• Sharing (content) is caring. If you work in sales, you may find yourself struggling to create posts and articles. And that’s okay! Of course, adding content to your profile is extremely valuable. But considering your position, it’s okay not to write your own and to instead post things taken from your company’s website, for example. Even just interacting with others’ content holds value.
  • What’s your A to my Q? When communicating on LinkedIn, ask some questions. If there’s something else you’d like to know about someone else’s post, ask away. If you belong to a group on the platform, ask the other members industry related questions to get a conversation started. If you’re making your own post, finish it off with an open-ended question to encourage engagement in the comments section. Same goes for DMs, especially InMail messages. People are more likely to respond to direct questions, and if you’re using InMail, this means you’ll get your credit back!
  • Keep your contacts close and your competitors closer. LinkedIn is a great place for monitoring your competition. This can teach you about new products being released in your industry, what services others are offering, what posts users interact with most, and what groups others are in that you may want to join. You can even find new prospects by seeing who interacts with your competitors on the platform. If they’re interested in other businesses like yours, chances are they’re seeking solutions that you offer. Are there ways you can show them that you're the best in your field?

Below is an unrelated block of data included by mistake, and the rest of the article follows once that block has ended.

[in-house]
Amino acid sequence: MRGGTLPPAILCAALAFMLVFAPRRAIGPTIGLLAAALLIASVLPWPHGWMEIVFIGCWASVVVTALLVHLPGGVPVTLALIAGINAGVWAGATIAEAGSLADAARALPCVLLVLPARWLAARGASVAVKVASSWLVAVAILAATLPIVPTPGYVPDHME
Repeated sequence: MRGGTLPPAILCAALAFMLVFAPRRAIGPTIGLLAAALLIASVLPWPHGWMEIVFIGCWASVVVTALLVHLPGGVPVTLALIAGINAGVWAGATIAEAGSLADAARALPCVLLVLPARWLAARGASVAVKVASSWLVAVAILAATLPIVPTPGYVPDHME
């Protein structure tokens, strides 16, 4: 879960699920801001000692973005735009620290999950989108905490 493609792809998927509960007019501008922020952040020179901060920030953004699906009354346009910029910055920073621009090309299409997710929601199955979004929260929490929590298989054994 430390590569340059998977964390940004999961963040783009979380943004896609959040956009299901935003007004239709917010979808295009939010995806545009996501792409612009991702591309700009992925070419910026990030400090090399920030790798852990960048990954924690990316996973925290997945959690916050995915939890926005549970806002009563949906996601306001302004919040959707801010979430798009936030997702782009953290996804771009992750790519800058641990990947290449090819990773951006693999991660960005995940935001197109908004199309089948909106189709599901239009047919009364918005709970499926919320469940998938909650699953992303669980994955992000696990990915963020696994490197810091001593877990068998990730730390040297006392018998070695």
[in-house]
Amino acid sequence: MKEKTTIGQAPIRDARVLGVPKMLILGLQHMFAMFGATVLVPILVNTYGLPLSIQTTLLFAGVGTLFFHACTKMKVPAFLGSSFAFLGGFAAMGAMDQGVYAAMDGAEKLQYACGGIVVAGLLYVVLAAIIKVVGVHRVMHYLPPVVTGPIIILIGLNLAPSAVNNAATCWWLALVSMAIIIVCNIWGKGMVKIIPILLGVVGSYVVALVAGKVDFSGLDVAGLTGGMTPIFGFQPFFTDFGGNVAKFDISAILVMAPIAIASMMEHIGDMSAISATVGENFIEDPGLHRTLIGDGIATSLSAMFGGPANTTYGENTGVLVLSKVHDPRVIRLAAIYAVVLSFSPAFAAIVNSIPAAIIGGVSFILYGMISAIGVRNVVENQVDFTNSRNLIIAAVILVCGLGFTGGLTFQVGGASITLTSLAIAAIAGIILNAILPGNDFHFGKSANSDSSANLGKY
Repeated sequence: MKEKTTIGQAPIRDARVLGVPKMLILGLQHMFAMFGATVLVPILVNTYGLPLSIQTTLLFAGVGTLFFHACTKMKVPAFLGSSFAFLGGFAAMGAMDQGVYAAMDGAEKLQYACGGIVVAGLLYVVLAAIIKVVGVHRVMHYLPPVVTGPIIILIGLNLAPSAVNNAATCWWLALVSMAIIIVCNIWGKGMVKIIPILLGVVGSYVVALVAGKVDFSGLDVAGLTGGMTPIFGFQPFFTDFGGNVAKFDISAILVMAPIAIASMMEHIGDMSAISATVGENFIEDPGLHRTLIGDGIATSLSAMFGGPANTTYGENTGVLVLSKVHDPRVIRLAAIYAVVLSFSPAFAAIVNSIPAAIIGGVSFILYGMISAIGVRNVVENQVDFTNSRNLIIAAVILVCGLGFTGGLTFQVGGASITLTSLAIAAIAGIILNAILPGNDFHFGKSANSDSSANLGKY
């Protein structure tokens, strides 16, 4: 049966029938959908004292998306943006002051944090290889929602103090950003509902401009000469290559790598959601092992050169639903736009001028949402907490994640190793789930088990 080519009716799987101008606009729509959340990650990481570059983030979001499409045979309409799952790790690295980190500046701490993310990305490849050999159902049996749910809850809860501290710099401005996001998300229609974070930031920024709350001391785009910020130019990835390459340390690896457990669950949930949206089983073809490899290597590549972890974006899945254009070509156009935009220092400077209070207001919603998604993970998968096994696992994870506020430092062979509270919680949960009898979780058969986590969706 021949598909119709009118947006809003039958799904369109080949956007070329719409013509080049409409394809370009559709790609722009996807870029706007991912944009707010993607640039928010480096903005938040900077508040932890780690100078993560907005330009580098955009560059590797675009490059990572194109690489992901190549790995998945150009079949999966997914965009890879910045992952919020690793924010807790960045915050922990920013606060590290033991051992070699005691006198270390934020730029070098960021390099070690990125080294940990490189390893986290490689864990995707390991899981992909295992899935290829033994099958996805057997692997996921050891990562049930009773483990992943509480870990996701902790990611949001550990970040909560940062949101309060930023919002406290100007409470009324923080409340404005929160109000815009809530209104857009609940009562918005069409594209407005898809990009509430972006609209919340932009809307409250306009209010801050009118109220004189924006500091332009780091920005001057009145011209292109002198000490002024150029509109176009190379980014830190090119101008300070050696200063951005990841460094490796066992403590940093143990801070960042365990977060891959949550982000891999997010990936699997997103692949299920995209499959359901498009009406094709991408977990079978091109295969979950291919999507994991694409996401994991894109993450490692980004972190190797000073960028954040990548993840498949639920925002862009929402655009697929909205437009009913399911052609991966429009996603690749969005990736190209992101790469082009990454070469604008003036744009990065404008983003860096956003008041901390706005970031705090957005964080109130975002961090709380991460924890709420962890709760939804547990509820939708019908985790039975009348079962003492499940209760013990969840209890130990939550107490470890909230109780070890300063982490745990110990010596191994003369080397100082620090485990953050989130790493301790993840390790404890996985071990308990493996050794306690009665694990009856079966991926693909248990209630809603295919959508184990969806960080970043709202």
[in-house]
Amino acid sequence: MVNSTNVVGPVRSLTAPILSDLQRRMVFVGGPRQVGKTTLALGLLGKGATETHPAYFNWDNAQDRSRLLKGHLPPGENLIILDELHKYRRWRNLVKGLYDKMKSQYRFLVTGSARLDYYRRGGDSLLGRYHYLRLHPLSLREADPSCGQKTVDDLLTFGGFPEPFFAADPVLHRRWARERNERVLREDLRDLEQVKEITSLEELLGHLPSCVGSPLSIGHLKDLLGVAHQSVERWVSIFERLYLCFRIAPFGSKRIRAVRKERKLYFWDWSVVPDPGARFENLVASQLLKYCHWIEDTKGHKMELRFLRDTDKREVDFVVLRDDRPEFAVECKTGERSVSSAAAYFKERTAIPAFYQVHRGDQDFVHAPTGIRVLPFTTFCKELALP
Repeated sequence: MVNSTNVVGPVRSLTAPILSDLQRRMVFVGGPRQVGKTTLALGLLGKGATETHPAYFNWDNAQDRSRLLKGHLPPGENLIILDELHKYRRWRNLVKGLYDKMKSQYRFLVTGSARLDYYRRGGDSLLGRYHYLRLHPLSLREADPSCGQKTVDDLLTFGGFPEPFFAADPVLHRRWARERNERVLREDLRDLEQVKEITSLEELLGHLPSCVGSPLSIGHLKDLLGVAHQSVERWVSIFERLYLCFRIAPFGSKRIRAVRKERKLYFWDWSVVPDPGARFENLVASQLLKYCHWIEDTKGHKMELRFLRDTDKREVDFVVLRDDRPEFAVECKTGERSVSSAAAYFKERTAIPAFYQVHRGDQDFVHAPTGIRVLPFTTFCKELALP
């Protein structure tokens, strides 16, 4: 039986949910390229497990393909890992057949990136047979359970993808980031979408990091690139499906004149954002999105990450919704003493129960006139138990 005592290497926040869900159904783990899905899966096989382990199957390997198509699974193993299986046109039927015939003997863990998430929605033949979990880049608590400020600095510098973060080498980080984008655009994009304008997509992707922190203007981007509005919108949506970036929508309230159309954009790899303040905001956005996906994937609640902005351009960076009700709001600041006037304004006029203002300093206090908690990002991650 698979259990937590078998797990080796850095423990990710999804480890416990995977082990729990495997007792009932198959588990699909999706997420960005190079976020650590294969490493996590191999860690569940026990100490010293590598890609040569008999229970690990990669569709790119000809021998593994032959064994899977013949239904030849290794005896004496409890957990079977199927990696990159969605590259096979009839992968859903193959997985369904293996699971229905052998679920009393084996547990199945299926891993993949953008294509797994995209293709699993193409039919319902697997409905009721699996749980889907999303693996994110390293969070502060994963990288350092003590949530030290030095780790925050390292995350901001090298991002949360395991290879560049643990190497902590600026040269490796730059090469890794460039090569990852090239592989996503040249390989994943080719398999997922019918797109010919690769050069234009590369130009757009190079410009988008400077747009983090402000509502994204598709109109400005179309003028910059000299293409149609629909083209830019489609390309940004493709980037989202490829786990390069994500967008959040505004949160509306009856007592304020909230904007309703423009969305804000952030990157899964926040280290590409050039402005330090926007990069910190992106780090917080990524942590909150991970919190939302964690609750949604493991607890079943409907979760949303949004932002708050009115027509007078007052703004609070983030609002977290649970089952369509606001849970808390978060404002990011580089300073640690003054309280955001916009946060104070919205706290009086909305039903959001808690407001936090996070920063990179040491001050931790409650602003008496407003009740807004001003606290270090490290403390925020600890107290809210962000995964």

• Back to school! Take advantage of LinkedIn Learning, which offers over 14,000 online courses on in-demand business, software, technology, and creative skills that can help you achieve your professional goals. Many LinkedIn Premium subscriptions include access to LinkedIn Learning at no additional charge.

The bottom line is that if you’re in sales, you should be on LinkedIn. Once you have the basics down, it’s definitely worth implementing social selling methods on the platform, and maybe even trying out an upgrade. Your buyers are on social media. Don’t fight it, just meet them where they’re at and you’ll be in business in no time.